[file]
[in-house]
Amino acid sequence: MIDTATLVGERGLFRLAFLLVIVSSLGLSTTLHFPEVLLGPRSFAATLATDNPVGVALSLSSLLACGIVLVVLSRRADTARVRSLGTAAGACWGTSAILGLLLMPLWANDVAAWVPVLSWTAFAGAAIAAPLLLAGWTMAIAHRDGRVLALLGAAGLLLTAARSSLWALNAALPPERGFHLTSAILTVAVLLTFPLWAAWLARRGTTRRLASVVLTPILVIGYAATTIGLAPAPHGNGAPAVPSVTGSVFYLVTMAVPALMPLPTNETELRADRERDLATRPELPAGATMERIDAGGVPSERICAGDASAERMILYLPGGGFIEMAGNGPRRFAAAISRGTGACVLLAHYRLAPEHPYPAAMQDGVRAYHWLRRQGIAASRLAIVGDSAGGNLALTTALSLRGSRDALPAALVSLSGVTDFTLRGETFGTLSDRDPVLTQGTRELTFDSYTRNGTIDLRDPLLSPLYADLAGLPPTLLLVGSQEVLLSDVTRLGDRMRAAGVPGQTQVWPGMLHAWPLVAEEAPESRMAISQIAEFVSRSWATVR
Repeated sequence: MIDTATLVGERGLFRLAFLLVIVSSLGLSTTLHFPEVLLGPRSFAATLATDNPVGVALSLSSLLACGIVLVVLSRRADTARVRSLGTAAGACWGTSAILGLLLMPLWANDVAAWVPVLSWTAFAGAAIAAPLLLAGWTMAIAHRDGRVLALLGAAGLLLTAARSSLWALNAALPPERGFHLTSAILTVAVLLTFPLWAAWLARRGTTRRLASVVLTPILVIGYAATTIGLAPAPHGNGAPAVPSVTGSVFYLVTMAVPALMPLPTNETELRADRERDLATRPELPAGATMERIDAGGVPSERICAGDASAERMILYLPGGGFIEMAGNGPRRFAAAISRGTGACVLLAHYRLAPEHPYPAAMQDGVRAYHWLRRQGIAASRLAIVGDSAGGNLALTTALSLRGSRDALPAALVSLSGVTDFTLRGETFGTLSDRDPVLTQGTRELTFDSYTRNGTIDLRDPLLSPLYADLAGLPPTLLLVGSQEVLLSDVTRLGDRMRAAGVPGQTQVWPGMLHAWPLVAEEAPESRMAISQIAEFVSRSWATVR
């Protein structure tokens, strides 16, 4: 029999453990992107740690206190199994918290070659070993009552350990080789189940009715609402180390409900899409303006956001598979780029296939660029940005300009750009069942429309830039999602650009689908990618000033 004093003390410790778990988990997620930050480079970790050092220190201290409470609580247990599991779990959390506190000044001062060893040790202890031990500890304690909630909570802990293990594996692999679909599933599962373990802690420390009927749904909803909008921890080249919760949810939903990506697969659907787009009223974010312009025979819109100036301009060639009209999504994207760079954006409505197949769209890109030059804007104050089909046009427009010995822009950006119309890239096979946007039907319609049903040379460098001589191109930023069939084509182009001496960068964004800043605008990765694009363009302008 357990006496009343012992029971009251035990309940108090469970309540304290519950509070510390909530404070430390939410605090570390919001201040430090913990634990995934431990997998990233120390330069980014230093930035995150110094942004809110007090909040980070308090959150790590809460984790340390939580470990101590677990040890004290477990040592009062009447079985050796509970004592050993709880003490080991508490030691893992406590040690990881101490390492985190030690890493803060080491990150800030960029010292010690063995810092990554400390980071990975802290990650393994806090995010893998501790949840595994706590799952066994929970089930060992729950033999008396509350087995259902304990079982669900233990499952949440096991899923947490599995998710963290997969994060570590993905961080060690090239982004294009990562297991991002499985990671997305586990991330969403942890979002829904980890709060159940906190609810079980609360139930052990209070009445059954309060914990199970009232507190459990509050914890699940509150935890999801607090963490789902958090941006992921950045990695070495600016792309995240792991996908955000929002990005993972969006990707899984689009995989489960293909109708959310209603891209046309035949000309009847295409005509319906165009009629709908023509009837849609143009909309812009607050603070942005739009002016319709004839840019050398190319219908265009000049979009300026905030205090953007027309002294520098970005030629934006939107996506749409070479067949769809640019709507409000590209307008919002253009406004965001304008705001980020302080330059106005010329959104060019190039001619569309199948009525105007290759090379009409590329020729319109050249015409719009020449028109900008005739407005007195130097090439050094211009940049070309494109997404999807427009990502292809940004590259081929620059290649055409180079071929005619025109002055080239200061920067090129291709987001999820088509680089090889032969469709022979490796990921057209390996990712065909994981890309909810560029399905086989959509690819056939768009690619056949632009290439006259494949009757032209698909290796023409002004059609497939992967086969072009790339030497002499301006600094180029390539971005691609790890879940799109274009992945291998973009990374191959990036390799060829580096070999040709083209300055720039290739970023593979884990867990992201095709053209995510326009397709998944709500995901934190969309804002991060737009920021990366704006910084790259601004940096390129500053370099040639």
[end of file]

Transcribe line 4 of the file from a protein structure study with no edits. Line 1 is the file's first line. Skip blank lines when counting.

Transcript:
């Protein structure tokens, strides 16, 4: 029999453990992107740690206190199994918290070659070993009552350990080789189940009715609402180390409900899409303006956001598979780029296939660029940005300009750009069942429309830039999602650009689908990618000033 004093003390410790778990988990997620930050480079970790050092220190201290409470609580247990599991779990959390506190000044001062060893040790202890031990500890304690909630909570802990293990594996692999679909599933599962373990802690420390009927749904909803909008921890080249919760949810939903990506697969659907787009009223974010312009025979819109100036301009060639009209999504994207760079954006409505197949769209890109030059804007104050089909046009427009010995822009950006119309890239096979946007039907319609049903040379460098001589191109930023069939084509182009001496960068964004800043605008990765694009363009302008 357990006496009343012992029971009251035990309940108090469970309540304290519950509070510390909530404070430390939410605090570390919001201040430090913990634990995934431990997998990233120390330069980014230093930035995150110094942004809110007090909040980070308090959150790590809460984790340390939580470990101590677990040890004290477990040592009062009447079985050796509970004592050993709880003490080991508490030691893992406590040690990881101490390492985190030690890493803060080491990150800030960029010292010690063995810092990554400390980071990975802290990650393994806090995010893998501790949840595994706590799952066994929970089930060992729950033999008396509350087995259902304990079982669900233990499952949440096991899923947490599995998710963290997969994060570590993905961080060690090239982004294009990562297991991002499985990671997305586990991330969403942890979002829904980890709060159940906190609810079980609360139930052990209070009445059954309060914990199970009232507190459990509050914890699940509150935890999801607090963490789902958090941006992921950045990695070495600016792309995240792991996908955000929002990005993972969006990707899984689009995989489960293909109708959310209603891209046309035949000309009847295409005509319906165009009629709908023509009837849609143009909309812009607050603070942005739009002016319709004839840019050398190319219908265009000049979009300026905030205090953007027309002294520098970005030629934006939107996506749409070479067949769809640019709507409000590209307008919002253009406004965001304008705001980020302080330059106005010329959104060019190039001619569309199948009525105007290759090379009409590329020729319109050249015409719009020449028109900008005739407005007195130097090439050094211009940049070309494109997404999807427009990502292809940004590259081929620059290649055409180079071929005619025109002055080239200061920067090129291709987001999820088509680089090889032969469709022979490796990921057209390996990712065909994981890309909810560029399905086989959509690819056939768009690619056949632009290439006259494949009757032209698909290796023409002004059609497939992967086969072009790339030497002499301006600094180029390539971005691609790890879940799109274009992945291998973009990374191959990036390799060829580096070999040709083209300055720039290739970023593979884990867990992201095709053209995510326009397709998944709500995901934190969309804002991060737009920021990366704006910084790259601004940096390129500053370099040639």